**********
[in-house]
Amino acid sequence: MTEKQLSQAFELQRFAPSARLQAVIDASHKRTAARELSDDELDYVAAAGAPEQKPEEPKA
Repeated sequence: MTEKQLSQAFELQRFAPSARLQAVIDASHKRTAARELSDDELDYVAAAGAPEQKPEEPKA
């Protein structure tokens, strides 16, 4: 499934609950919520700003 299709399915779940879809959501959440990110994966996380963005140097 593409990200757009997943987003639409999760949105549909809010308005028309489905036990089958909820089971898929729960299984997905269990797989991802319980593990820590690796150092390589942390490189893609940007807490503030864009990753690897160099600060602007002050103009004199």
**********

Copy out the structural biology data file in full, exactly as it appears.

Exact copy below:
[in-house]
Amino acid sequence: MTEKQLSQAFELQRFAPSARLQAVIDASHKRTAARELSDDELDYVAAAGAPEQKPEEPKA
Repeated sequence: MTEKQLSQAFELQRFAPSARLQAVIDASHKRTAARELSDDELDYVAAAGAPEQKPEEPKA
């Protein structure tokens, strides 16, 4: 499934609950919520700003 299709399915779940879809959501959440990110994966996380963005140097 593409990200757009997943987003639409999760949105549909809010308005028309489905036990089958909820089971898929729960299984997905269990797989991802319980593990820590690796150092390589942390490189893609940007807490503030864009990753690897160099600060602007002050103009004199």